2017 Theses Doctoral
Analytical Imaging for Complex Materials
Systems known as complex materials have key attributes that contribute to their designation as "complex''. For example, evolving dynamical properties add complexity, as is observed in supercooled liquids. Polymers and proteins are structurally complex as they can fold in different conformations, with these different conformations affecting different biological functions or physical properties. Complex materials generally have interesting macroscopic properties that are difficult to predict from their microscopic (molecular) constituents. The connection between microscopic features and macroscopic properties in these materials has been a subject of study for decades, yet the ability to wield strong predictive power in these materials remains elusive.
Imaging can provide information in both space and time necessary to understand how the microscopic details in these materials yield the observed macroscopic properties. Moreover, time-sequenced imaging allows one to understand how these properties might evolve. To image these details however, requires high resolution in both time and space. Unfortunately, obtaining images and extracting information from these images becomes quite difficult as the length scales of interest become small, especially when signal-to-background ratios are low.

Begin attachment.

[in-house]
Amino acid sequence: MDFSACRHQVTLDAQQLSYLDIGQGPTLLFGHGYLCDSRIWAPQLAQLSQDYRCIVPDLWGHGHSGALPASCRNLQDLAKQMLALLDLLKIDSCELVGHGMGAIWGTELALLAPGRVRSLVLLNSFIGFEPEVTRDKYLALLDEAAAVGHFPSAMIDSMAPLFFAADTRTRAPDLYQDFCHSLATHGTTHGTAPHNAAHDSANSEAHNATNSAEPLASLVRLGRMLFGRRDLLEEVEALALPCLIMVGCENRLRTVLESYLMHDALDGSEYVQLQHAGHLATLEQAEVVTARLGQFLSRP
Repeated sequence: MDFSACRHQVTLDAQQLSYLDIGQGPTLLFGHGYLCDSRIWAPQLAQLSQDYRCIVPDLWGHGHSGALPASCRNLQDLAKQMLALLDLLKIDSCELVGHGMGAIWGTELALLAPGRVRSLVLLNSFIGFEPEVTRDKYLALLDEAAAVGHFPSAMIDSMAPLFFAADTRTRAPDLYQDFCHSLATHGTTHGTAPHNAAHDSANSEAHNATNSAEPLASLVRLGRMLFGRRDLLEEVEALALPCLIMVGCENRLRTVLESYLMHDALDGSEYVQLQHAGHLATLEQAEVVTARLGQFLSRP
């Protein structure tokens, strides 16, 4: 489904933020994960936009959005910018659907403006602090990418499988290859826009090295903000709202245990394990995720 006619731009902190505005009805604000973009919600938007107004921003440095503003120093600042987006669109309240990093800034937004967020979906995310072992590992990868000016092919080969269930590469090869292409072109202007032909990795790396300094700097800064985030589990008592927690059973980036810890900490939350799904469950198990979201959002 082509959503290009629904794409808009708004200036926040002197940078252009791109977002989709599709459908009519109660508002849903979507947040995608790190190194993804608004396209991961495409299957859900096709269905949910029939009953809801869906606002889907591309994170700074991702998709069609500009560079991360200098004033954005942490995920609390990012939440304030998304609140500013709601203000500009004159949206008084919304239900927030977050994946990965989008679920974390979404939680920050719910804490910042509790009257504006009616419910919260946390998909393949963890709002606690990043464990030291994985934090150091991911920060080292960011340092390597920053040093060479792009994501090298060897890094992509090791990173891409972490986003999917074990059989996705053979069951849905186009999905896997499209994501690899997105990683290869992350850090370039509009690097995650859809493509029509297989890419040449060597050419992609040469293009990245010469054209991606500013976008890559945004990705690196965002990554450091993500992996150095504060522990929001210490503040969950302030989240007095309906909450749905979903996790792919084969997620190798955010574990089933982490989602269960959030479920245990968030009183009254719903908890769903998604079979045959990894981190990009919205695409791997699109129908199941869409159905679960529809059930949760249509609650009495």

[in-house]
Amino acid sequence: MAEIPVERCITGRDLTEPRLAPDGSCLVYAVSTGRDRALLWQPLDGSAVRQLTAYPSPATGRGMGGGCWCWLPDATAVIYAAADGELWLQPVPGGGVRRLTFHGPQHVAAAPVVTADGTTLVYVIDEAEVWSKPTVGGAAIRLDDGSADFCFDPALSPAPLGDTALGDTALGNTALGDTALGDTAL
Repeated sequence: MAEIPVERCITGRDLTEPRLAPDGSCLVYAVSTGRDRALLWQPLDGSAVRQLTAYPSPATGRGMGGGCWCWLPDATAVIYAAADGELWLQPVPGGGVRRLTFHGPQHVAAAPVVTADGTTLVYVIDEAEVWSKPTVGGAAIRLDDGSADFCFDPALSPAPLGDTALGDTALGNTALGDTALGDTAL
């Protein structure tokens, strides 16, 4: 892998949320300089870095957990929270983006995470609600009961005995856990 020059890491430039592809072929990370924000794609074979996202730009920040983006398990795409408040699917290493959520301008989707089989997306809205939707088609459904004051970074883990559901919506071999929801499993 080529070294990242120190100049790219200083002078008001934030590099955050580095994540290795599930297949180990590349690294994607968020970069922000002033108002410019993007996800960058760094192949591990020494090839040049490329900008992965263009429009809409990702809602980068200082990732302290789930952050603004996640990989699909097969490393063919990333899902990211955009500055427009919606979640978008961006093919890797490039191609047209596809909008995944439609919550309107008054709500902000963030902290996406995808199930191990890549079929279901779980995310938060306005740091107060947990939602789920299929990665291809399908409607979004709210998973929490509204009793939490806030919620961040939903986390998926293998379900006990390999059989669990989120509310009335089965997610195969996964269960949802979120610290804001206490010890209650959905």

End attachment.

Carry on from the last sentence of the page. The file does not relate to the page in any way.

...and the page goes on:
My dissertation work addresses the challenge of extracting such information by developing quantitative methods to circumvent obstacles related to obfuscation from low signal as well as the diffraction limit, with high-throughput and high-resolution. I apply these techniques towards the study of the following complex materials via imaging: (1) single molecules rotating in a supercooled liquid (2) conjugated polymers containing multiple emitters within the diffraction limit (3) solvent vapor annealing mediated conjugated polymer aggregation and (4) collagen gels during their formation and perturbation.